18. First off, I think it's funny how you see the kit unveiling, you see "fashion show" and you immediately think SEXISM!!! Oh noes!!! Unfortunately for your argument, this is not the first time and it certainly will not be the last time that uniforms are unveiled in this manner. Each of the past 4 years, the Mexican MEN's national team has unveiled it's kits in that way, at least a handful of Mexican teams that I can think of (Pachuca, Club America, Guadalajara, among others) have gone the same route, and in America, the Seattle Sounders used this little tactic as well. You might actually be able to find footage of Drew Carey parading down the catwalk if you take the time to YouTube the event. I actually wouldn't be surprised to see more and more clubs pick up on the catwalk style unveiling and apply it to their own unveilings.

    Now, male kits may not use the word "manly" or "masculine" but I've seen enough of these unveilings to see that the press releases use language that's obviously intended to imply the exact same thing. They want you to think that the athletes are wearing the kits because it makes them more badass. Obviously, it's a little bit more subtle than "masculine" or "manly" but it's there for the exact same reasons.

    And now on the controversial skort... Again, maybe I'm just a football-nerd, or maybe I'm a little bit better informed. The "skort" is actually Puma's derivative of an idea that surfaced in Holland. I don't know if you've ever played football, but generally speaking, if athletic shorts could have ideas, they'd be the most sexist pieces of clothing out there. Shorts in sports, even in world football are actually blatantly tailored for the needs of men, they're long, they're saggy and they're bulky.

    Actually, most women I've known generally play soccer with a tighter pair of shorts underneath. A women's team in Holland agreed that the standard shorts were uncomfortable (which was partly because of the standard design and partly because the team's sponsor at the time made some particularly uncomfortable shorts) and all agreed that it would be far more comfortable for them if they played in the tighter shorts they had under. I can only imagine what you'd say if Puma pushed those shorts... Oh, the outrage!! Tight shorts intended to be more revealing and condescend to women, and try to sexy up the sport for men!!

    So, to be more "discreet" the women requested to their manager that they be allowed to play in those shorts with skirts on top. The manager thought it was an unusual request, ran it by the FA, the FA concluded that so long as "uniformed" shorts were worn underneath it would be no problem, and so the girls began wearing them in matches.

    So before you go bashing the evil sexist establishment and their exploitation of women, you might want to check up on exactly who requested the skirts in the first place. Admittedly, many WSL players may have never seen the damn things, and may be weirded out by their inclusion, some of them may even be reacting in the same alarmist way, but maybe they should play in them a few times and see how the "skorts" feel. Maybe the women in Holland were onto something... non?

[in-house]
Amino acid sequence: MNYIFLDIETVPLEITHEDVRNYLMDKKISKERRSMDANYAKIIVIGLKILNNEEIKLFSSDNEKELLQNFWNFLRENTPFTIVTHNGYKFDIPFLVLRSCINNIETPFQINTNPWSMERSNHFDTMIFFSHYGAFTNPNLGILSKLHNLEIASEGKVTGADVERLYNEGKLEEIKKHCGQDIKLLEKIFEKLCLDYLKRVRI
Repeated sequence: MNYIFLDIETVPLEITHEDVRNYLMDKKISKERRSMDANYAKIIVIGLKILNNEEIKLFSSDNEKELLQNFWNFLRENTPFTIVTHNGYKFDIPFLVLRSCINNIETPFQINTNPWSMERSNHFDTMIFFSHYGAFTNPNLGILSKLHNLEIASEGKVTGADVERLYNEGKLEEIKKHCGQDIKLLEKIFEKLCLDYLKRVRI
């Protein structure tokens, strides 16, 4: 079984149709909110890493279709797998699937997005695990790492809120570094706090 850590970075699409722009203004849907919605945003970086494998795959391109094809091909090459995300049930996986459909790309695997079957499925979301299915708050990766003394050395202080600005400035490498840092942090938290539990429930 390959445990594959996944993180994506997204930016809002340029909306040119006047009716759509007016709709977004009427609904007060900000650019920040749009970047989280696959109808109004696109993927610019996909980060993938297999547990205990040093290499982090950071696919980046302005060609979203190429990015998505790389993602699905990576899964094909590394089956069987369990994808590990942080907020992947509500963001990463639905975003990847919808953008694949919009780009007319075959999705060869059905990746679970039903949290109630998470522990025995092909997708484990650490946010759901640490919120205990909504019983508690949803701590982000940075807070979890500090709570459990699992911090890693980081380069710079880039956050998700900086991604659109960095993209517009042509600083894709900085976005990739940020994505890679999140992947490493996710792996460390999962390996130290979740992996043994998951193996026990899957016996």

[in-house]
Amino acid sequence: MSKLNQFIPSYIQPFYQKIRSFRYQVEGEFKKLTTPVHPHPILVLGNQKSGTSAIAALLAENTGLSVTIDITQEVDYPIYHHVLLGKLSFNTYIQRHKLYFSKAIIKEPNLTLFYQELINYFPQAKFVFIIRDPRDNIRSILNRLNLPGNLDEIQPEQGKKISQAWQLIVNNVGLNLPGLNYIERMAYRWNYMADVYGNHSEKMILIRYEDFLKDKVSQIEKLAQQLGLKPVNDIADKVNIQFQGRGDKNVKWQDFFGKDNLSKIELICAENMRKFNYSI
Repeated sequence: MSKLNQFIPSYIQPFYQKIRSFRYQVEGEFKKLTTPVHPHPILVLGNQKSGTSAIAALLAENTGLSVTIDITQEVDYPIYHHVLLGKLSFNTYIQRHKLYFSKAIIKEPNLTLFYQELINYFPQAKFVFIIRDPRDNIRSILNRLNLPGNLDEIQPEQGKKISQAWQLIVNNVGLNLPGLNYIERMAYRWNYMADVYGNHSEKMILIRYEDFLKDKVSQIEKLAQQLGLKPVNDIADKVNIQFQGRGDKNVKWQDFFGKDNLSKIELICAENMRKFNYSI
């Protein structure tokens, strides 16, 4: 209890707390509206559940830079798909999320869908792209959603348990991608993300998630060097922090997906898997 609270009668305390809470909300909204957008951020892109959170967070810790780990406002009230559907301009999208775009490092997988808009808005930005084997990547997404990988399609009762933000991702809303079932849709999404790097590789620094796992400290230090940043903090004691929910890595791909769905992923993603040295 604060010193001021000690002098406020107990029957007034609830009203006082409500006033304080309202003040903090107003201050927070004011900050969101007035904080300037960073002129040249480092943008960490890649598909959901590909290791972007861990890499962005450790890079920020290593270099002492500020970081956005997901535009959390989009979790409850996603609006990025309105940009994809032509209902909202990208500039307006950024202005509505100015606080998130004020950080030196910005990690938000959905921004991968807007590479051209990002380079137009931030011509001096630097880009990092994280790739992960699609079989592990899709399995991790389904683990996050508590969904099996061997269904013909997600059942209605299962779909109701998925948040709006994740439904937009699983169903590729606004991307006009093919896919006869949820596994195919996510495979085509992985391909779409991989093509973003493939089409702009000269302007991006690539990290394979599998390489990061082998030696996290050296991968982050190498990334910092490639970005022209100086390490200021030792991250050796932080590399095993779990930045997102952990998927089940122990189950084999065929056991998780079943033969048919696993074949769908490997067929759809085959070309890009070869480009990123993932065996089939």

19. I'm always amazed by the people who read this blog - an openly queer feminist, anti-racist, anti-capitalist column - and want to lecture me about my hallucinations of sexism. I recommend reading other columns in which I take up more serious expressions of the sexism & homophobia that shape our lives as athletes. OR just not reading my blog if you don't want the feminist take on things.

    In any case, on those very odd moments when men are asked to do such things, it isn't the same - male athletes are not constantly viewed through the lens of their attractiveness to women. When they step onto a runway, they are not stepping into the same kind of history of gender policing.

    Personally, I've only played with tighter shorts under my kit when I played in the UK, and it was cold & rainy. Men often wear a layer of "underarmor" under their shorts, too. I suppose if they wanted to, they could play in kilts. Don't know what all that has to do with my article.

    Skorts have a complex genealogy but one of their origins is certainly in the days when women were not allowed out in public in anything that looked like pants.

    Oh, and people who have actually seen the outfits in person say it isn't really a skort - more an APRON!

    Oh, and, in any case I come out as a FAN of the skort at the end of the article. When I write that they are "Navradeliciously LPGAishly gay", I am saying that they are hopelessly charming.

  20. Honestly, from a male's perspective, I thought the whole runway shit was a joke. I remember Sepp Blatter saying women should wear hot pants( or something to that nature) to get more attendance. Although not as extreme this is still a joke.

    Now as for the league in a whole, I wish WPS the best of luck and will supporting as much as I can. Shirtees comment up there doesn't represent all male sports fans attitudes. I LOVE soccer and always will, I watch as much as I can. Is this exclusive to the EPL or MLS? No, I actually watched the original WUSA games and went to those games as well. I watch the WMNT along with the MNT. Personally I don't care if its Men, or Women; Children or Adults, soccer is just fun to watch. To me, the gender barrier is very minimal. I watch the game because I love the has nothing to do with whos playing it. Nuff said.